A virus strain similar to a form of swine flu circulating among pigs has been detected in the UK for the first time.
Influenza A(H1N2)v was found in a person as part of routine national flu surveillance undertaken by the UK Health Security Agency (UKHSA) and the Royal College of General Practitioners (RCGP).
The person was checked by their GP after experiencing mild respiratory symptoms, but they have since made a full recovery.
An investigation is now underway to find the source of the infection, with people who have been in close contact with the patient being offered testing, and treatment if they end up testing positive.
Meanwhile pig-keepers have been urged to report any suspicions of swine flu to their vets immediately, as some strains of the virus can be passed to humans.
The UKHSA said it is "increasing surveillance within existing programmes involving GP surgeries and hospitals in parts of North Yorkshire".
Its incident director, Meera Chand, said: "We are working rapidly to trace close contacts and reduce any potential spread... Investigations are underway to learn how the individual acquired the infection and to assess whether there are any further associated cases."
Swine flu: First case of swine flu strain H1N2 found in humans in North Yorkshire (The Yorkshire Post)
What are swine flu symptoms?
Symptoms of swine flu, otherwise known as H1N1, usually develop within one to four days of being exposed by the virus.
Here are the most common symptoms, according to the Mayo Clinic:
Fever, but not always
Chills and sweats
Runny or stuffy nose
Watery, red eyes
Tiredness and weakness
Feeling sick to the stomach, vomiting, but this is more common in children than adults
Is there a swine flu vaccine?
Two vaccines have been developed to protect against the virus that causes swine flu - under the brand of Pandemrix and Celvapan.
Most people given the Pandemrix vaccine will only need one dose. People who have the Celvapan vaccine will need two doses, at least three weeks apart, according to the NHS.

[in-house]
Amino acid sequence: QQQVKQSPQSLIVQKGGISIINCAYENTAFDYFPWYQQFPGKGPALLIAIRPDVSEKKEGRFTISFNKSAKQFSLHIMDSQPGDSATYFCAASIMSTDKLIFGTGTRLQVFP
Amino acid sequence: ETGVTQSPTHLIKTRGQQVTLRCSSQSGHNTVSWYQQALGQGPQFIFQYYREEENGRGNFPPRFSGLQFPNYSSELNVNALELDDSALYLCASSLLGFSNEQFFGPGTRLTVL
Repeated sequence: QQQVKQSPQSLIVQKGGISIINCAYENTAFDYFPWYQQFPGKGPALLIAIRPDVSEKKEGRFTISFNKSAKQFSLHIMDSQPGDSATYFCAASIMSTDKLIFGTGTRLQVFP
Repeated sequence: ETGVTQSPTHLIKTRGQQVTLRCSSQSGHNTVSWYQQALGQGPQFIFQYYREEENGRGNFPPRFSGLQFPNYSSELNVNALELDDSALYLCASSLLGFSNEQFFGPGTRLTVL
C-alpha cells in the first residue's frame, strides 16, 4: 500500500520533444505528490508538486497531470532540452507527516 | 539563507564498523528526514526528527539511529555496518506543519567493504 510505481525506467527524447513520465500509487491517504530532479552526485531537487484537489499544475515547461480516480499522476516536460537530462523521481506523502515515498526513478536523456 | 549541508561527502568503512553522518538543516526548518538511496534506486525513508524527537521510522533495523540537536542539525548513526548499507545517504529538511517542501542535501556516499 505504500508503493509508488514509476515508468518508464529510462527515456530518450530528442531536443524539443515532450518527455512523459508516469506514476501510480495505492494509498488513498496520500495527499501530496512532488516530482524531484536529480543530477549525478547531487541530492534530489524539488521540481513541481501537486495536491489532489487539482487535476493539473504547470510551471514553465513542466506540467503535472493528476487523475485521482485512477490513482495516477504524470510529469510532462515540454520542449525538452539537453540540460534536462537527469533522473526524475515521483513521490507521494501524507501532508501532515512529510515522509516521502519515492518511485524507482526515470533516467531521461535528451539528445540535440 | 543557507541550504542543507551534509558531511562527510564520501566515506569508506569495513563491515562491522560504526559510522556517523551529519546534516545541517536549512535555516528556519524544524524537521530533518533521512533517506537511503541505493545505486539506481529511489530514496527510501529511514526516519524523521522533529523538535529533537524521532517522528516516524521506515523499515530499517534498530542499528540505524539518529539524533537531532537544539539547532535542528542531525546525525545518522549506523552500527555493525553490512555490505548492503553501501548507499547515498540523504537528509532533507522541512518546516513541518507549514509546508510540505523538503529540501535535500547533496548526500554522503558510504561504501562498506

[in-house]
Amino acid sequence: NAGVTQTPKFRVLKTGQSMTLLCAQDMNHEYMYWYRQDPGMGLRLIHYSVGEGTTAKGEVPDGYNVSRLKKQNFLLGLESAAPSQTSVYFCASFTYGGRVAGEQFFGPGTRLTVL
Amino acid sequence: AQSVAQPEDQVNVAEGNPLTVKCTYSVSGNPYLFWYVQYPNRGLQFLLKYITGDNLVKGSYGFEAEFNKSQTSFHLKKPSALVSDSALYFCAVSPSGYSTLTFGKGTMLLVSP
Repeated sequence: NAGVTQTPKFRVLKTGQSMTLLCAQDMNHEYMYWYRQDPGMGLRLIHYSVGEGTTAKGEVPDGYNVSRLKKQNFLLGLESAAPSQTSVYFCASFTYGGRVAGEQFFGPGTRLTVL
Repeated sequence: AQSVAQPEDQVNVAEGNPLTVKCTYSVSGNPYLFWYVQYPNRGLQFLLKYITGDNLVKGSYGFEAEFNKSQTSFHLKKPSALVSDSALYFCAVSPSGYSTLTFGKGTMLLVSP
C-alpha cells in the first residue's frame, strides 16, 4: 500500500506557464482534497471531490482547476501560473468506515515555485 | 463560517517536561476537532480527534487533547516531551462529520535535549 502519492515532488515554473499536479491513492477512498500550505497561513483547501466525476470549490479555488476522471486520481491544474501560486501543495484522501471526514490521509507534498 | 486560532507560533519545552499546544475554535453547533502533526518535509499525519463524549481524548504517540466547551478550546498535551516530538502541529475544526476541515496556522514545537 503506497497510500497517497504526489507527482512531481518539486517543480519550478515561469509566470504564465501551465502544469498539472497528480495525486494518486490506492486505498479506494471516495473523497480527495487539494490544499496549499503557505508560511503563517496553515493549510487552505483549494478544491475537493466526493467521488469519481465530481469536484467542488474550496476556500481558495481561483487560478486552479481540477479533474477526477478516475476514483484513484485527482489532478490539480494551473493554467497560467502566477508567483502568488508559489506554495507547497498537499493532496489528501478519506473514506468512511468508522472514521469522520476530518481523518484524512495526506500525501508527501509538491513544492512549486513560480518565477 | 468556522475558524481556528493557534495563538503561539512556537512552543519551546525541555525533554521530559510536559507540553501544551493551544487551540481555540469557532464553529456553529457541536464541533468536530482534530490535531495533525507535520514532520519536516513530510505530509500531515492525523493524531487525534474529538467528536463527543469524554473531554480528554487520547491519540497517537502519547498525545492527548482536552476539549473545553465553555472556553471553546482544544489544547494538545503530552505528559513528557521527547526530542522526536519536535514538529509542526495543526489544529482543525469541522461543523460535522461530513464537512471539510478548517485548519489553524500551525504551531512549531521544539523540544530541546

The vaccine is different to the seasonal flu vaccination offered every year, which does not protect against swine flu.
Where did swine flu come from?
The current H1N1 swine flu strain has genetic roots in an illness that infected pigs at the 1918 Cedar Rapids Swine Show in Iowa, USA, according to researchers at the University of Pittsburgh Graduate School of Public Health.
In a research paper, published online in 2009, they say: "At the same time the 1918 flu pandemic was rapidly spreading among humans, pigs were hit with a respiratory illness that closely resembled symptoms seen in people.
"Early experiments confirmed that this 1918 swine virus and a human strain emerged about the same time. Since then, this ancestor virus has re-assorted genetically with other influenza strains at least four times, leading to the emergence of the new 2009 strain, which has retained some similarities to the original virus."
The US Centers for Disease Control and Prevention (CDC) adds: "Subsequent research indicates that descendants of the 1918 virus still persists enzootically in pigs. They probably also circulated continuously in humans, undergoing gradual antigenic drift and causing annual epidemics, until the 1950s."
Is swine flu dangerous?
The majority of people can fight off swine flu on their own, as its symptoms are similar to those of regular flu, according to the Cleveland Clinic.
Symptoms last about eight days on average, and those who experience worsening or longer symptoms are encouraged to seek medical help.
A study following the 2009 H1N1 flu pandemic suggested clinical symptoms were similar to seasonal influenza, with the exception of vomiting.
It said mortality rate was higher in 2009 H1N1-infected patients with pneumonia, co-morbid conditions, and patients who required ventilatory support.
The World Health Organisation says 250,000 to 500,000 people die of seasonal flu annually.